If we uphold a complaint, we usually look to put the consumer in the position they would be in if things had happened as they should - and to award fair compensation. In some cases, we decide the consumer involved has been out of pocket as a result of a business’s error.

So to compensate the consumer for being “deprived” of money - that is, not having it available to use - we can tell the business to pay interest on top of the money award, for the period their customer was out of pocket.

I’ve given an example of how this might apply in complaints about a matured investment. In the same way, if an insurance claim has been wrongly turned down, we might tell the insurer to add interest on the amount they should have paid, for the period their customer didn’t have the money they should have had. Or if we decide a bank has unfairly applied fees to a customer’s account, we may say interest should be added to those.

why do you use a rate of 8%?

When we uphold a complaint and decide to make a money award, we assess the loss the particular consumer has made in as much detail as we can. For example, how much worse off are they for having had an unsuitable investment, than if they’d had one that wasn’t unsuitable?

However, we can rarely say for sure what the cost is to someone of being “deprived” of that money. For many people, it might have influenced a whole range of decisions about spending and borrowing over a period of time.

So in deciding an appropriate interest rate on the money award, we consider the broad characteristics of the consumer. We think about how much it would cost someone with these attributes to borrow the money in question, and the range of missed opportunities they might have had - including what sort of returns they could have got if they’d invested the money. Of course, at a time when the Bank of England base rate and the returns on savings are low, we do get questions from some businesses about whether a rate of 8% is too high. And it’s right that you wouldn’t get 8% interest if you put your money in, say, a cash ISA.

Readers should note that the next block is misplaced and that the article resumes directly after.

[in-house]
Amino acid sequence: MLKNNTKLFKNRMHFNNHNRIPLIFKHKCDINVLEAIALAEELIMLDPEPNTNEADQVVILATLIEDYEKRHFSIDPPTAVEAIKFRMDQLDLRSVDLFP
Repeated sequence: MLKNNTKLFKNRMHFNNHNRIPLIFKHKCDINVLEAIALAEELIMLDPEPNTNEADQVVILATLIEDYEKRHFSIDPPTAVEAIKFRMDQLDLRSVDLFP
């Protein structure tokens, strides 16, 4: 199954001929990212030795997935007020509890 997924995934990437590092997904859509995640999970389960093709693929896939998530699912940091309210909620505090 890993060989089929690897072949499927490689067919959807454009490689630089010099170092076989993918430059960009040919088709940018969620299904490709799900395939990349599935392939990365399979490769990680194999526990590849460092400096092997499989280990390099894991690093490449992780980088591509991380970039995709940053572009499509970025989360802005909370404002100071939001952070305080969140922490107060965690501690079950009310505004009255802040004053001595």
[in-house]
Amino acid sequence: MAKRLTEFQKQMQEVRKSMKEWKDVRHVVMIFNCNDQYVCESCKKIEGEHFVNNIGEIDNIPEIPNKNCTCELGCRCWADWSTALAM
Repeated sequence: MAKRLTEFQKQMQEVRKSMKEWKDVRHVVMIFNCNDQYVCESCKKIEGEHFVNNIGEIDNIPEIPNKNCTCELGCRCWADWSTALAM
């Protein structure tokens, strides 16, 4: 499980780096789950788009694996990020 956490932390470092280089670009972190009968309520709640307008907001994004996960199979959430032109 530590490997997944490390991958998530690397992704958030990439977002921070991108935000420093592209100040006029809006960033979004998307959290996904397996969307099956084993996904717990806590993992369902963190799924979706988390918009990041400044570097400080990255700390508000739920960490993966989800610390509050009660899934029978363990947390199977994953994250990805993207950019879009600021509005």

However, only individual consumers and the smallest businesses, trusts and charities can use the ombudsman service. Thinking about the broad attributes you’d expect this type of consumer to have, if they’d had to borrow money to cover a loss, it’s possible they’ll have been charged well over 8%. The interest rates charged on credit cards may be 15% or even higher - not to mention the rates charged on short-term borrowing such as payday loans and unauthorised overdrafts.

Someone might also have missed out on opportunities as a result of not having had the money. It’s not only about opportunities to save or invest. There could have been things they went without having or doing - which they really needed or might have benefited from.